- Film fighters
July 20, 2013
Video volunteers have been shooting short, candid film clips on official apathy.
- Chick-list for economic growth
July 20, 2013
Earn-and-learn vocational schemes can encourage more Indian women to enter the workforce.
- Leaving tiger watching to raise rice
July 20, 2013
Ecologist Debal Deb, who did his post-doctoral research from IISc in Bangalore, started his folk rice gene bank Vrihi in 1997.
- In This Section
- Entire Website
From the Times Of India
- MOST POPULAR
A whole latte love
Guess who doesn't shy away from the daily grind? India's new tribe of coffee-preneurs.
Coffee shops have been hives of business ideas for many years. Now, some young entrepreneurs are putting their money where their coffee-loving mouths are.
Sahil Jatana, 30, chucked his marketing job to pursue his passion for coffee. The Mumbai-based Jatana explains, "A lot of people are interested in coffee but not equipped with the knowledge to make it at home. Going to a cafê every day isn't affordable or feasible either. " Enter Jatana, the coffee coach. "I host workshops where I give people all the help and advice they need to make that great cup of coffee at home. " His next venture - the soon-to-belaunched www. coffeecoach. in. This will be an online store providing everything from freshly ground coffee to the best machines.
While Jatana picked up on the lack of knowledge about the brew, actress Tillotama Shome, who launched www. theindianbean. com, felt that Indian coffee was suffering on account of lack of representation. Here's why: Approximately 80 per cent of the coffee produced in India is exported. Indians, meanwhile, are stuck with the instant variety.
The Coffee Coach and The Indian Bean are home-grown, indie online coffee ventures that show the way for the future. By bringing some of those good beans to your doorstep they're also helping with the creation of a local market. According to Sunalini Menon, founder and CEO of Coffeelabs, Bangalore, "Domestic demand is very important. These online interventions will take the edge off the high export of coffee and find new palates. "
"Filter coffee is a mix of Arabica and Robusta coffee beans. During the World War II Robusta had a bad harvest, which resulted in chicory making its way into filter coffee. After enduring two decades of this chicory-infused filter coffee, Indians moved onto instant coffee and this trend was pervasive for the next two decades. Unfortunately, I grew up on these consumption trends as well, " explains Shome.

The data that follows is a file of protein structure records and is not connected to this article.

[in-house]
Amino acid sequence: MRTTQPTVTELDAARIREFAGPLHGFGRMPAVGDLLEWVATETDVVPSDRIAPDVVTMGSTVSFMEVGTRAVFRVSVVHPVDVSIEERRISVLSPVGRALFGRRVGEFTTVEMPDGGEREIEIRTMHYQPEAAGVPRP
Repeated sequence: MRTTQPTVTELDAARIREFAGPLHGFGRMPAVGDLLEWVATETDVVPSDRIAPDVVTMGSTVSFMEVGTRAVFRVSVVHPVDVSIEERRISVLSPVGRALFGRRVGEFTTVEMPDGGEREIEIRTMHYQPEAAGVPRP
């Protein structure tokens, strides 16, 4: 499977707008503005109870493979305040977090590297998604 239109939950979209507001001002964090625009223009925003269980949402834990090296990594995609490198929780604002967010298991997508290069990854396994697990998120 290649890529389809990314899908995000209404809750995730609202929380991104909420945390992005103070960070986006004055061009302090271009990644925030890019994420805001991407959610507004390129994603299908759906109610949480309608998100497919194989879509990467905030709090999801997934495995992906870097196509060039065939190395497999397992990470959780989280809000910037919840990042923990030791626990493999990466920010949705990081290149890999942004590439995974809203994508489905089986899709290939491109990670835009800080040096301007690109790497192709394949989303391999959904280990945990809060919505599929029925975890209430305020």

Consequently, in 2010, following her return to India from Dubai, Shome dedicated herself to the coffee trail. "On a visit to BR Hills, Karnataka, I met a 75-year-old guy who'd been farming organic coffee for nearly two decades. I was stunned to learn that his entire crop got exported to Sweden;this really got me thinking, " she recalls.
Shome ordered her first batch from the same farm but lost out to a Japanese company which placed a bigger order. "The plantation owner had been open to the idea of me buying beans from him. I wasn't haggling with him and was more than happy to pay the amount he quoted. Unfortunately, the Japanese had a bigger order and that tilted the sale in their favour. " Be that as it may, Shome is of the opinion that "the farmers are more interested than ever before in generating local demand and interest in their product. "
The Indian Bean is currently headlining with two single estate, or micro lot, coffees called Appa's Coffee from Coorg and Frowner's Coffee from Kodaikanal. The online portal hopes to make six new variations available in the near future. "Ideally, following the roasting process we'd like to take no more than two days to deliver. Our aim is to make freshly roasted coffee available to our customers, " adds Shome.
Jatana was four years old when he first consumed coffee. "No amount of Bournvita, or whatever else, could get me to drink milk. I started drinking milk the moment my mother added coffee to it. " In 2009, Jatana quit his job as a mobile marketing manager and never went back. A coffee shop would require high investment and was out of the question, so Jatana took up Kaapi-Shastra, workshops conducted by the Coffee Board of India. "After Kaapi-Shastra I started conducting workshops called Brew It Right. They were well received and over the course of one year. Approximately 200 people enrolled. " Jatana is currently working on getting his online store off the ground.
Register for Full Access to the Crest Edition
Don't have a Facebook Account? Sign up for Times Crest here.
Subscribe to The Times of India Crest Edition and stay connected with our unequalled network of correspondents, analysts, writers and editors to figure the changes bubbling below the surface of society.